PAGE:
In CERVIS to Women's Health
First, some facts from the World Health Organization: In women worldwide, cervical cancer is the second most common form of cancer, and the second leading cause of cancer-related death in less developed countries; 84 percent of cases occur in lower-income countries; cervical cancer is caused by infection with certain types of human papilloma virus (HPV); and early detection can significantly increase odds for successful treatment and reduce mortality.
But there is currently no low-cost and non-invasive detection system available for women worldwide. Bioengineering seniors Eva Bouzos, Ivy Fernandes, and Marina Predovic are working to change that last fact by designing CERVIS: Cervical cancer Early Response Visual Identification System, a device that detects stage 0 and stage 1 cervical biomarkers in urine. Their goal is to create a paper microfluidic device prototype, similar to an at-home pregnancy test.
“Our first step was to determine if this actually is a problem in the developing world, what percentage of women have HPV, and where we might make an impact,” said Predovic. They enlisted the help of three public health students to perform population-based research. “Having this information helped them put on a different lens—one that we are not able to address in technical classes,” said Bioengineering Associate Professor Prashanth Asuri, who advises the team, along with Public Health Science Program Lecturer Michele Parker. “From our collaboration with the public health students,” said Fernandes, “we found that Tanzania would work well as a test site for our product. A lot of the population lives in rural areas with no electricity or running water, but there is infrastructure in place for medical care and they do have big hospitals. You don’t want to tell someone they have cervical cancer if they don’t have access to a doctor. To get started in this region, we are collaborating with The Buturi Project, a nonprofit supporting a community of six poverty-stricken, rural villages in Tanzania.”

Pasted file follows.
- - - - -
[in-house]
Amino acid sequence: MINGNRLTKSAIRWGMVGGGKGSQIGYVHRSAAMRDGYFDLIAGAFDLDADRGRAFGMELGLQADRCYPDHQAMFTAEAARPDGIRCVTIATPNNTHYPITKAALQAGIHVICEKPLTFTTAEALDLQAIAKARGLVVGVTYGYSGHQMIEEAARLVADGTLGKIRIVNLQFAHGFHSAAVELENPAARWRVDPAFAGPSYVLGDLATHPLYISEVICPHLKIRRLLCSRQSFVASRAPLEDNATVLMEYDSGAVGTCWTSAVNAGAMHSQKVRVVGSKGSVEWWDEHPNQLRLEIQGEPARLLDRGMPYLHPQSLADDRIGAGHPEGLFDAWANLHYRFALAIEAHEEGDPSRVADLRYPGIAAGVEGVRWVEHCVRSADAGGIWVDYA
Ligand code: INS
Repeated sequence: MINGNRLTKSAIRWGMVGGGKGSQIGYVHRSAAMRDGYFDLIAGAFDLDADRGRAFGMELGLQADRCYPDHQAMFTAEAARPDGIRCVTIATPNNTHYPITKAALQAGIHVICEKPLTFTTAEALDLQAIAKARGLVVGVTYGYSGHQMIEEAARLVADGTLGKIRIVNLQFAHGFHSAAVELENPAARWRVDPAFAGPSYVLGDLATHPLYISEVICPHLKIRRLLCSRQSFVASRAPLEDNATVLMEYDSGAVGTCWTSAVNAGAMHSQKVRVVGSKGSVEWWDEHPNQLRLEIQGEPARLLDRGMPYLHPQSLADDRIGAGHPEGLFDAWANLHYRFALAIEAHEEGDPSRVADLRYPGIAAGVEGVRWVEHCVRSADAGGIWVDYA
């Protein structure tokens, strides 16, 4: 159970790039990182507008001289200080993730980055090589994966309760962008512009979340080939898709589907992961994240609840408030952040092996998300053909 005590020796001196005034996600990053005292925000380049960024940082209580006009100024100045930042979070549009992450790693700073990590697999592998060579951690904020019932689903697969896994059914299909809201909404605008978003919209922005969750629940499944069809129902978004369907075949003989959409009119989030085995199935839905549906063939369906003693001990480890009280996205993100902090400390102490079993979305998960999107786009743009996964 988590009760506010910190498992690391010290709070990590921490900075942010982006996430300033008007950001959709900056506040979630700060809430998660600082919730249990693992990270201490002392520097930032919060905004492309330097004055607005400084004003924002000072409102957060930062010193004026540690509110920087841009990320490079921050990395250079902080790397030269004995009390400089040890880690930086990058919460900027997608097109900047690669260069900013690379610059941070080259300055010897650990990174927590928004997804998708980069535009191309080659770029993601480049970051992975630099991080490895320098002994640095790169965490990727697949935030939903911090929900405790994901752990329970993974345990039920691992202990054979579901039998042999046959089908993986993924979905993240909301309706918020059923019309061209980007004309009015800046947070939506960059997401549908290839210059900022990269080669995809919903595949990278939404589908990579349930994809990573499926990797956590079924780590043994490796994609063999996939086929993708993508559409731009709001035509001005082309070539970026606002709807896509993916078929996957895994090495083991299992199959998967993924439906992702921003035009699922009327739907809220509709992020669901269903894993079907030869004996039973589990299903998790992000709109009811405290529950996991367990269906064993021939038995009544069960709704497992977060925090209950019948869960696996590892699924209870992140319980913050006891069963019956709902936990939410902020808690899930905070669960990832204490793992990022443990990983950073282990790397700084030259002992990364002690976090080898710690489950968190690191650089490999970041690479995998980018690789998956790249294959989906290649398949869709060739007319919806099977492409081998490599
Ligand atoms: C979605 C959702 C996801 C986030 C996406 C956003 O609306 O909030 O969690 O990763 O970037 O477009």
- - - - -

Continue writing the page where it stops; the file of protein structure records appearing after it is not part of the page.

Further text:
Bouzos explained their device will test for biomarkers to detect the presence of HPV or cancer. “These biomarkers were specifically chosen to be able to distinguish early stage cancer,” she said. “The unique thing about the diagnostics of our project is that it distinguishes between HPV, general cancer, and cervical cancer. HPV can be present for years without progressing. Sometimes it goes away on its own, but in some cases it leads to cancer. When that happens, the HPV goes away, so the device needs to test for all these biomarkers. Ideally, our device will alert women of an HPV infection so they can perform routine screenings over a period of years to be aware of disease progression if it occurs.”
The team has been validating assays and designing a paper microfluidic device to detect the biomarkers in mock urine. Recently, the project was selected as a Social Impact Pitch at the 15th Annual Global Health and Innovation Conference at Yale University, the world’s largest and leading global health and social entrepreneurship conference. “Learning from experts in this field helps us continually question our design and what we need to do to have a larger impact,” Predovic said. “The final form of the device will be determined by how it will be deployed, which is still to be decided. It might be that a testing team travels from place to place and visits every year or so, or it could be used in clinics or hospitals. Conversations with The Buturi Project and with medical professionals in Tanzania will lead to the best solution for the people of Buturi.”
Though the final design is to be determined, the team is dead set on one thing—an education component is a must. “The device will be supported by information that lays out what HPV is, how you get it, what cervical cancer is, how the two are related, what steps to take if you have either one, and the benefits of routine screening,” said Bouzos. Fernandes added, “We have to educate people on the need for testing and determine the best way to connect people from testing to further help. Our goal is to develop a clear pipeline from education and outreach to diagnosis to treatment.”
“What impresses me about this team is that they are truly developing a solution and not just a product,” said Asuri, who is also director of SCU’s BioInnovation and Design Laboratory. “Often, entrepreneurs focus on creating a fancy device with all the bells and whistles and describe it with buzzwords to make a splash. This team is working very hard to truly understand customer needs and empathize with the user. This is design thinking at play, and their work exemplifies their appetite to continue to learn and iterate from a human-centered perspective to deployment.”
Fernandes shook off the compliments with a shrug, “It’s the SCU Jesuit mindset,” she said.